Nashville Could Commission $200K Study On Titan’s Stadium Lease Obligations

Image Credit: Walker Kinsler / CC

The Center Square [By Jon Styf] –

Nashville will consider spending $200,000 on a “stadium study” to evaluate the Tennessee Titans’ claim that the city would owe $1.839 billion under the terms of the team’s current lease if Nissan Stadium in Nashville was renovated instead of having a new estimated $2.2 billion stadium built.

The line item called “study of Nissan Stadium obligations” appeared on a revised city budget from Metro Nashville Budget and Finance Chair Burkley Allen. The amendments will be discussed at Tuesday’s council meeting.

Councilmember Sean Parker pushed the study, according to the Nashville Business Journal, on a project that is expected to include $1.5 billion in public funding.

Mayor John Cooper’s office previously said that a study wasn’t needed but provided a statement for the Nashville Business Journal.

“As we have previously said, we don’t need a study to know Nashville taxpayers are on the hook for hundreds of millions of dollars out of the general fund over the course of the stadium lease signed in the late 1990s,” Cooper spokesperson TJ Ducklo said. “But as we continue our due diligence on the Titans’ cost estimates, and after hearing from Councilmember Sean Parker, we believe it’s appropriate to initiate our own analysis of Nashville taxpayers’ obligations under the current lease in the event we do not move forward with a new stadium.

“As that process advances, we’ll have more to share about what the final analysis looks like.”

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After a previous meeting of the Metro Nashville Sports Authority’s Finance Committee where Titans CEO Burke Nihill presented the $1.839 billion estimate, Ducklo stated that a study on the costs wasn’t necessary.

“We have no plans to commission another study to tell us what we already know: Renovating the stadium would cost Nashvillians hundreds of millions of dollars,” Ducklo said.

Nihill said that he prepared the Nashville-paid renovation estimate “in as objective a way as possible” figuring in $945 million for near-term stadium renovations and $894 million for maintenance and upgrades between 2026 and 2039 if the Titans were to use their option to renew the Nissan Stadium lease.

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Funding for a new domed stadium would include $500 million from the state of Tennessee along with Nashville’s portion of taxes for sales at the stadium and half of the taxes from sales on 130 acres planned to be developed outside the stadium. Tennessee has conceded a 5.5% sales tax at the stadium and 2.75% sales talks in the future development outside the stadium while also approving a 1 percentage point increase in a hotel-motel tax in Davidson County.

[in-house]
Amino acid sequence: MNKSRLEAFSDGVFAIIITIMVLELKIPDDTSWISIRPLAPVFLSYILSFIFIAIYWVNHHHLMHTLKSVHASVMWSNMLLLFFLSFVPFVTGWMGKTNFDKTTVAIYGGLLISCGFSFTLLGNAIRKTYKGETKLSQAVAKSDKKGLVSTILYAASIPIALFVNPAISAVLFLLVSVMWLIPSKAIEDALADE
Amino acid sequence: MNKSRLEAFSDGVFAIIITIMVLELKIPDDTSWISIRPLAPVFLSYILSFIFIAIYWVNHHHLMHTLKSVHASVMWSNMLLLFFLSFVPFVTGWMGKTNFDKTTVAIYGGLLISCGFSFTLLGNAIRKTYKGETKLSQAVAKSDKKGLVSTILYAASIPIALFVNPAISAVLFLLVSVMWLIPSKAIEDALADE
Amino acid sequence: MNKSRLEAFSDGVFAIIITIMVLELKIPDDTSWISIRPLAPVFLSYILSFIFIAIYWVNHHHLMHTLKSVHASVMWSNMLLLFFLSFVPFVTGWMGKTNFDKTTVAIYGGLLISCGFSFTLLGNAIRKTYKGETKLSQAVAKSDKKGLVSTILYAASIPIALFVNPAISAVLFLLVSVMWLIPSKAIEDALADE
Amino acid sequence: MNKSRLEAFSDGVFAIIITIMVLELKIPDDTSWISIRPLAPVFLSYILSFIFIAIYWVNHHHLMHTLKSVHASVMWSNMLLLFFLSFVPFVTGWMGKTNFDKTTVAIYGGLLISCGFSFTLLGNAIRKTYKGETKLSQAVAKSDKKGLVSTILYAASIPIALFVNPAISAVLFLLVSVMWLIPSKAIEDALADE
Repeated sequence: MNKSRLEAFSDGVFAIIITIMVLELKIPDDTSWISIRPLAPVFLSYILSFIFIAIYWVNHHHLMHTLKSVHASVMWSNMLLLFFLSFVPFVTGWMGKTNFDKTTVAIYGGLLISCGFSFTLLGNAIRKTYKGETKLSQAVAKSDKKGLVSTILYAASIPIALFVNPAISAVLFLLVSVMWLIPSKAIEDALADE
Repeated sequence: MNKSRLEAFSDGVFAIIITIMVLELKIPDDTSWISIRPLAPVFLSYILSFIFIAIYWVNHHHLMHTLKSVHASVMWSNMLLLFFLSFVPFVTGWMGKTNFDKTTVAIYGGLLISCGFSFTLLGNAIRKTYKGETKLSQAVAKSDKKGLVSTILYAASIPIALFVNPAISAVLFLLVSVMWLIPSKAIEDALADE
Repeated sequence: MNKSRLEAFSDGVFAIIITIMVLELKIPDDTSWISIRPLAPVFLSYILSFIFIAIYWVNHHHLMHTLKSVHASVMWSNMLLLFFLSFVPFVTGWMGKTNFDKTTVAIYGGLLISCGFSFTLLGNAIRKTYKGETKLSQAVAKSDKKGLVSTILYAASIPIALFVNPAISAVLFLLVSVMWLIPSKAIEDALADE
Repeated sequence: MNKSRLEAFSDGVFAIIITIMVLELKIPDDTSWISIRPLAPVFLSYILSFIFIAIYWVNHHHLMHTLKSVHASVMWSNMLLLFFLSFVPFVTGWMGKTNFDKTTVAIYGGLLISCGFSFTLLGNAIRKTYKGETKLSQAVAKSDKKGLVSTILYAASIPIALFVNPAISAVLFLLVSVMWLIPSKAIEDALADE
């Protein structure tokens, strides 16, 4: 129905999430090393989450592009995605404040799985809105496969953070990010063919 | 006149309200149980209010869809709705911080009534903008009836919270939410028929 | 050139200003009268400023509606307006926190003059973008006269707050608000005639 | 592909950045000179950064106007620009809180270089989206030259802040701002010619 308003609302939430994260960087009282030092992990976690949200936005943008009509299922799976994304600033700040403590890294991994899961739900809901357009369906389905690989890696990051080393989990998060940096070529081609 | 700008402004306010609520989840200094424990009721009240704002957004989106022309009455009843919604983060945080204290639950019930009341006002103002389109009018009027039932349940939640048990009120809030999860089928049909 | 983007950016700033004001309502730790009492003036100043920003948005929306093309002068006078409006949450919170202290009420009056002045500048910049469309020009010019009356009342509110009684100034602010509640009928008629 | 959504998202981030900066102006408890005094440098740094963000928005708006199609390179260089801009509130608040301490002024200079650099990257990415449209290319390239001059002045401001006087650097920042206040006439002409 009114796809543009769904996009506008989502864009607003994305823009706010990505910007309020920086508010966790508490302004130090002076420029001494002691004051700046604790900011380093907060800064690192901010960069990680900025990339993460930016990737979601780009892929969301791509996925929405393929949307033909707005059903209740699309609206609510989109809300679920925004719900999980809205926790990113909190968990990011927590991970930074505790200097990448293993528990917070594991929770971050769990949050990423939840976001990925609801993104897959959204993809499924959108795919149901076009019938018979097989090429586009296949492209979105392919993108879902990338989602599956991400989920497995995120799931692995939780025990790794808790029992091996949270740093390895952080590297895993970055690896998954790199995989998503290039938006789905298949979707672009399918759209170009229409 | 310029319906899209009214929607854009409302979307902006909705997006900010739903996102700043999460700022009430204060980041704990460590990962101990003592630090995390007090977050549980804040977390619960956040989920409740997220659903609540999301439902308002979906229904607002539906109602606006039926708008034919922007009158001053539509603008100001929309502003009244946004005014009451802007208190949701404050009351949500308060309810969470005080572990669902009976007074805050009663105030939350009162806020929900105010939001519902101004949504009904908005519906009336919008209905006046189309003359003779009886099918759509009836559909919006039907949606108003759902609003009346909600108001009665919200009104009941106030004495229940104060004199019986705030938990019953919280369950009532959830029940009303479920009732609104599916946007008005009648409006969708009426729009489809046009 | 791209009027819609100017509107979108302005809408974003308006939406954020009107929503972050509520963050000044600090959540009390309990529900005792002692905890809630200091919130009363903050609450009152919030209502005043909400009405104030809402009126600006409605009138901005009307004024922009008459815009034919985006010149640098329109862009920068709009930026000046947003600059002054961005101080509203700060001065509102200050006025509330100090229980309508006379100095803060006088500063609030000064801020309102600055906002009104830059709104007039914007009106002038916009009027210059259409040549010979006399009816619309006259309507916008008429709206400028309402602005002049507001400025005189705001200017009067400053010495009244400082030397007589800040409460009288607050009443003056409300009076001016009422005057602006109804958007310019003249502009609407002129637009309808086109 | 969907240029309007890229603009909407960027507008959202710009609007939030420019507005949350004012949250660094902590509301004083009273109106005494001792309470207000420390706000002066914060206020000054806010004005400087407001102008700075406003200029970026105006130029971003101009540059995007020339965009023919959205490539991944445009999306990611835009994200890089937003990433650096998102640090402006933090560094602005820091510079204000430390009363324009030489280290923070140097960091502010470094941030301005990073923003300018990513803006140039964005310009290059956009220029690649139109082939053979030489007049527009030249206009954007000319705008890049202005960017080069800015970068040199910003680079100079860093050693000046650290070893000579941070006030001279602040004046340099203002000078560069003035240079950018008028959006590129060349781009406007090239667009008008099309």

Team ownership and an NFL loan are expected to pay $700 million toward the stadium and will be responsible for any construction overages.

“I ran as a challenger and unseated the incumbent in 2015,” Councilmember Brett Withers tweeted on Thursday. “Since that time the Titans have been consistent with me that they want to reduce or eliminate Metro taxpayer obligations on the Stadium. They have. I support a deeper dive into the cost estimates that have been provided.”

Economist J.C. Bradbury of Kennesaw State University in Georgia believes the city could challenge the first-class stipulation that the Titans are using to arrive at their estimate of the obligation in the Titans’ current lease.

“The notion that first class is some objective standard that Nissan can’t come close to meeting with more modest changes is an important aspect here,” Bradbury tweeted. “Municipal leaders could clearly push back on this and win in court.”

About the Author: Jon Styf, The Center Square Staff Reporter – Jon Styf is an award-winning editor and reporter who has worked in Illinois, Texas, Wisconsin, Florida and Michigan in local newsrooms over the past 20 years, working for Shaw Media, Hearst and several other companies. Follow Jon on Twitter @JonStyf.

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